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TB: CULT: Shade vs. Sun Quandary


Message text written by INTERNET:iris-talk@egroups.com
Amy fm Austin wrote

>The ideal, I have discovered, is to be planted under
a spreading deciduous tree. <

I have a 62X28 semi-circle iris bed that was created in 1960 with iris
around the outer edges. Over the years, my iris health and bloom have
decreased   At one time I blamed the decrease on invading  cottonwood tree
roots.  Down the cottonwood came and roots removed -  I had a bloom
increase for a few years.  About 15 years ago, a pecan volunteer came up in
the center of the curved edge.  As it grew it created marvelous shade over
the bed & driveway.  I can now start working in the bed in the morning and
be in the SHADE all day.  I had never considered it might be shading my bed
too much. 

Two years ago, I moved many of my non-blooming/non-increasing iris to my
vegetable garden - it is shaded late in the afternoon by another pecan
tree.  Some of the rhizomes were no larger than my little finger. They are
shaded by another pecan tree late in the afternoon.  This year the plants
were healthy, the rhizomes plump and large and almost every clump bloomed
on taller bloom stalks than I had become accustomed to.  I had iris bloom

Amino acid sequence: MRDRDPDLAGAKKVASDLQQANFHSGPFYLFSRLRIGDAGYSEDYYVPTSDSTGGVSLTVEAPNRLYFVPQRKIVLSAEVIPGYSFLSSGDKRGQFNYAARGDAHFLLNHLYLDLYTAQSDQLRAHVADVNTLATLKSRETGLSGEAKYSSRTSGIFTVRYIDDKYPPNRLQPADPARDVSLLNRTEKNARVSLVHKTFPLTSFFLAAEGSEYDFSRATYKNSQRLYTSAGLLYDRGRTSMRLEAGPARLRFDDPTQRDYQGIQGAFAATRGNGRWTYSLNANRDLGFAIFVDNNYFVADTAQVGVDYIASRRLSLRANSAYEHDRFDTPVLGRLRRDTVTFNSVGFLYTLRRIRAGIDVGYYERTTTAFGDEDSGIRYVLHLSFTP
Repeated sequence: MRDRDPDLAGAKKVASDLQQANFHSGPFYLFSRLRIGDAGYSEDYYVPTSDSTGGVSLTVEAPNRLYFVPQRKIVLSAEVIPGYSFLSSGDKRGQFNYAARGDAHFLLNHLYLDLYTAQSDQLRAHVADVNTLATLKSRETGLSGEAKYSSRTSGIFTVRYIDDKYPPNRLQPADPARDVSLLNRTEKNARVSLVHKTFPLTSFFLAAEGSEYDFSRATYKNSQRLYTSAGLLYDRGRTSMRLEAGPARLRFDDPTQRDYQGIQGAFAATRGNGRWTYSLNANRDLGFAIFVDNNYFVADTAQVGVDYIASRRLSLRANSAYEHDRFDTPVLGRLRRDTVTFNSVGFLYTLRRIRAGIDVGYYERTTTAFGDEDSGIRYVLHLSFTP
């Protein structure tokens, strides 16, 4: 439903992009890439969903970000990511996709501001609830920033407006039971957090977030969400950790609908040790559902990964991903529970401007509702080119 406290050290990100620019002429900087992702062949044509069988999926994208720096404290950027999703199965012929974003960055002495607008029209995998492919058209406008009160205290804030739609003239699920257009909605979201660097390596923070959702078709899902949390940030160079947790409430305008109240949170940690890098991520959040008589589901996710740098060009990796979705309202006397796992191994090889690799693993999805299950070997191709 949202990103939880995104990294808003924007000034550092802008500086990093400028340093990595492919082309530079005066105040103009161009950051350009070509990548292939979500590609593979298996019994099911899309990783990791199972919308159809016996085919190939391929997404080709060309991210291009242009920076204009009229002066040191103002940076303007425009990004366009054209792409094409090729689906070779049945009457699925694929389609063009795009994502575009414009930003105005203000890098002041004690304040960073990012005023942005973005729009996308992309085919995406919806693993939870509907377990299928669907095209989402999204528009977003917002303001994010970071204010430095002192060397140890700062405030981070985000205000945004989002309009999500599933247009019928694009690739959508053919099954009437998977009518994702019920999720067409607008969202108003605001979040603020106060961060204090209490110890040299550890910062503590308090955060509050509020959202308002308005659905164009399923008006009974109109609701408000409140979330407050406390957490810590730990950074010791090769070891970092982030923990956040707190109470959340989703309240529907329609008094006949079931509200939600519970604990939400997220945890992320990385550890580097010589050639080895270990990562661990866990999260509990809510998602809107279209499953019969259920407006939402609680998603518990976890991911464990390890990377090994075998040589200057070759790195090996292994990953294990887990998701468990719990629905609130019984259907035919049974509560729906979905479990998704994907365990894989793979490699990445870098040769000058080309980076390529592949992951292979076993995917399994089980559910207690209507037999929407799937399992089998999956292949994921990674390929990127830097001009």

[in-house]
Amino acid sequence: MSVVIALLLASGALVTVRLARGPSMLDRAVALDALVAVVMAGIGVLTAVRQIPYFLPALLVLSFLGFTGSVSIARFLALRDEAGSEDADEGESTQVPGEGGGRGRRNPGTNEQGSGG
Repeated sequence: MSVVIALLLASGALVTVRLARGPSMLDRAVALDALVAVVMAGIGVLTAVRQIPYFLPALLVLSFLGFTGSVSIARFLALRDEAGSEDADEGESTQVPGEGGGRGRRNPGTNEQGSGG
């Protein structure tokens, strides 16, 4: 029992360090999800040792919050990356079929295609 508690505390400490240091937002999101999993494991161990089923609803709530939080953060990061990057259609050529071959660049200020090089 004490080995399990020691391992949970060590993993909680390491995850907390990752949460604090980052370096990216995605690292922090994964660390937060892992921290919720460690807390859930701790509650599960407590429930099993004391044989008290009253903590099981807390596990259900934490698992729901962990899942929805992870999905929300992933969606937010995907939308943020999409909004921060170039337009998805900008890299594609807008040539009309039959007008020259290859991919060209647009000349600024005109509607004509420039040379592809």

that hadn't bloomed in years.

At the same time I moved those puny iris, I dug, divided and added
supplements to the soil of the ones I left.  The plant health didn't
improve and had about a 30% bloom rate - no better than in past years.

Pecan trees don't have a shallow root system that would affect the flower
bed.  I now think that although iris and other sunloving plants benefit
from some shade during the middle of summer, perhaps there can be too much
shade even from a deciuous tree.  

This year I plan on having the limbs of the tree cut back severely.  If
that doesn't help, I suppose the tree must go the way of the cottonwood. 

Mickey Corley
Bethany, Oklahoma       Zone 6/7 where sun rays are pretty intense


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